Kids Climb Out Windows as Deadly Fire Rages in 14-Story NYC Building

Two teenagers made a daring escape Thursday from a Manhattan fire that left at least one person dead.

The fire broke out on the fourth floor of the New York City Housing Authority’s Jacob Riis Houses shortly before 7 a.m., according to the New York Post.

Eight people were injured in the fire in the 14-story building. One person was reported in critical condition.

Two teens who shimmed down an electrical conduit had serious injuries, FDNY Chief Michael Ajello said.

The two teens “went out the window and shimmied down some type of piping to escape the fire,” FDNY spokesman Jim Long said.


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A dramatic video shot from a neighbor’s apartment showed the two teens, identified as a boy and his sister, climbing out of a window and making it to safety four floors below.

“It was terrifying,” said Christian Cortes, 20, who videoed the teens as they made it to safety, according to the Daily News.

“I was praying to God for them to get down safe. She grabbed that pole and she was looking like she was going to let go,” he said.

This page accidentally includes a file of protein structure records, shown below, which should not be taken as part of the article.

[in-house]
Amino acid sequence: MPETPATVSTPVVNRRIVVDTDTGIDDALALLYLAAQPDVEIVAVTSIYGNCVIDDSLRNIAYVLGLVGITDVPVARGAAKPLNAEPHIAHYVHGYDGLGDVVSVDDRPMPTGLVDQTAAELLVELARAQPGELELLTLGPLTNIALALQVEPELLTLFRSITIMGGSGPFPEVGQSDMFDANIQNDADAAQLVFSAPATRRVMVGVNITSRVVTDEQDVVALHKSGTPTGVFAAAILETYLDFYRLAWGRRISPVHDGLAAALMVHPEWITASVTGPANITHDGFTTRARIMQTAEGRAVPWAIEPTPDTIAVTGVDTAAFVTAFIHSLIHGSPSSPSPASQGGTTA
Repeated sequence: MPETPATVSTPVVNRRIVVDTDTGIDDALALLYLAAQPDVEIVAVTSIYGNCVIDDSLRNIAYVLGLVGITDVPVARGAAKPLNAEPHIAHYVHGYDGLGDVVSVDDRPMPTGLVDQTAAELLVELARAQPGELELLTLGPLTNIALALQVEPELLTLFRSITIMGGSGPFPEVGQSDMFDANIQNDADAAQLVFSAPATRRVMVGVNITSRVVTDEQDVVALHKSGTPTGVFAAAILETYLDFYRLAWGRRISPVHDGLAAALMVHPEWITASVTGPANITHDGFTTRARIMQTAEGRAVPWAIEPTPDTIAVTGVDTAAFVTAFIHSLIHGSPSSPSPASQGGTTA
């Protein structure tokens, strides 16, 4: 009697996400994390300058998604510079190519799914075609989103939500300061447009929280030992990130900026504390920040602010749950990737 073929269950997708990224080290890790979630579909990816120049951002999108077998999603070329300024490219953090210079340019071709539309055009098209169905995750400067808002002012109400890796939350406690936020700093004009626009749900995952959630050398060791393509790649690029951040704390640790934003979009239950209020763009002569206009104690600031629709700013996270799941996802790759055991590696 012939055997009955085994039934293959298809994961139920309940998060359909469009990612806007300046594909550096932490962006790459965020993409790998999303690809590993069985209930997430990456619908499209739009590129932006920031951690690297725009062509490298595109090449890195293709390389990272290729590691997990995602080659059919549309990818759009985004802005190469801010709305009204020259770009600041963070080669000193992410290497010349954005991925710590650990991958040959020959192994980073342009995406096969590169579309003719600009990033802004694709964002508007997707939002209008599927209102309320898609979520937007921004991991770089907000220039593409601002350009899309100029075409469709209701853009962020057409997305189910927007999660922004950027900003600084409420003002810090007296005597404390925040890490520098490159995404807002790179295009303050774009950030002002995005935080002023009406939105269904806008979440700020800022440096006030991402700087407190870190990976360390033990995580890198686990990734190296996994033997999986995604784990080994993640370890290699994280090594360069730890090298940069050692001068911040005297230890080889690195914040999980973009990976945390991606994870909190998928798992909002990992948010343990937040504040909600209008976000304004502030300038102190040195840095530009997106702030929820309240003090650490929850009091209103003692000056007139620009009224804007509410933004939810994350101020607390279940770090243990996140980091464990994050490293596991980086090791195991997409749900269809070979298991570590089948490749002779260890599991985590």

Neighbor Shala Coleman recalled the moment the 18-year-old girl arrived on the ground moments after her 13-year-old brother.

“Her skin was off her arm, peeling,” Coleman said. “I just put her in the blanket. Me and a police officer carried her to the benches.”


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Neighbor Shaquane Mitchell said she was among those trying to break down an apartment door to rescue a trapped woman.

“We tried to kick in the door,” she recounted. “She couldn’t unlock the door, the mother. She was yelling ‘I can’t get it open!’”

The cause of the fire is still under investigation, but officials said multiple electric bikes were found in the apartment.

Fire officials have reported 93 fires caused by lithium bike batteries so far this year, more than double the 44 reported in 2020.

About 180 firefighters responded to the two-alarm blaze, which was extinguished in about an hour.

The fatality was the third in a New York City Housing Authority property in a 28-hour span.

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